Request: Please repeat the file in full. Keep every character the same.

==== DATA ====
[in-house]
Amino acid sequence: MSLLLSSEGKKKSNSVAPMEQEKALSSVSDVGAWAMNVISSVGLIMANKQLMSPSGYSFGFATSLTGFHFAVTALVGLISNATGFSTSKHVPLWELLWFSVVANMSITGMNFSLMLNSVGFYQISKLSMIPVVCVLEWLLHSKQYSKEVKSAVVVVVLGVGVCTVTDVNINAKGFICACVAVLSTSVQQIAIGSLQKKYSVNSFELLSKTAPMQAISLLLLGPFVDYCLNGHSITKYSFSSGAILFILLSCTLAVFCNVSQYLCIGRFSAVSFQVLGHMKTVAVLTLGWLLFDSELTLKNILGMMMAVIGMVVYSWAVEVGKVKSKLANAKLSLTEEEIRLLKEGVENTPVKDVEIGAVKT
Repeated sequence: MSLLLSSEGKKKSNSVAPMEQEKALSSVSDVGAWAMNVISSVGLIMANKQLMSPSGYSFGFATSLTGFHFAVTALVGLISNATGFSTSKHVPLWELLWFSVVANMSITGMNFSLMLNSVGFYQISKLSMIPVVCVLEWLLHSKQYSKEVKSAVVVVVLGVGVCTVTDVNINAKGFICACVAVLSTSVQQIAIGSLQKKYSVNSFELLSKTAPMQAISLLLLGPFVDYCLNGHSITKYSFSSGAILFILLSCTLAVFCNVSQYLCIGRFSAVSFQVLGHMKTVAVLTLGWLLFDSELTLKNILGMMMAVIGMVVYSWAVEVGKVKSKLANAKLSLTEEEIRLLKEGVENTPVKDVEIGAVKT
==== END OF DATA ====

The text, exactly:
[in-house]
Amino acid sequence: MSLLLSSEGKKKSNSVAPMEQEKALSSVSDVGAWAMNVISSVGLIMANKQLMSPSGYSFGFATSLTGFHFAVTALVGLISNATGFSTSKHVPLWELLWFSVVANMSITGMNFSLMLNSVGFYQISKLSMIPVVCVLEWLLHSKQYSKEVKSAVVVVVLGVGVCTVTDVNINAKGFICACVAVLSTSVQQIAIGSLQKKYSVNSFELLSKTAPMQAISLLLLGPFVDYCLNGHSITKYSFSSGAILFILLSCTLAVFCNVSQYLCIGRFSAVSFQVLGHMKTVAVLTLGWLLFDSELTLKNILGMMMAVIGMVVYSWAVEVGKVKSKLANAKLSLTEEEIRLLKEGVENTPVKDVEIGAVKT
Repeated sequence: MSLLLSSEGKKKSNSVAPMEQEKALSSVSDVGAWAMNVISSVGLIMANKQLMSPSGYSFGFATSLTGFHFAVTALVGLISNATGFSTSKHVPLWELLWFSVVANMSITGMNFSLMLNSVGFYQISKLSMIPVVCVLEWLLHSKQYSKEVKSAVVVVVLGVGVCTVTDVNINAKGFICACVAVLSTSVQQIAIGSLQKKYSVNSFELLSKTAPMQAISLLLLGPFVDYCLNGHSITKYSFSSGAILFILLSCTLAVFCNVSQYLCIGRFSAVSFQVLGHMKTVAVLTLGWLLFDSELTLKNILGMMMAVIGMVVYSWAVEVGKVKSKLANAKLSLTEEEIRLLKEGVENTPVKDVEIGAVKT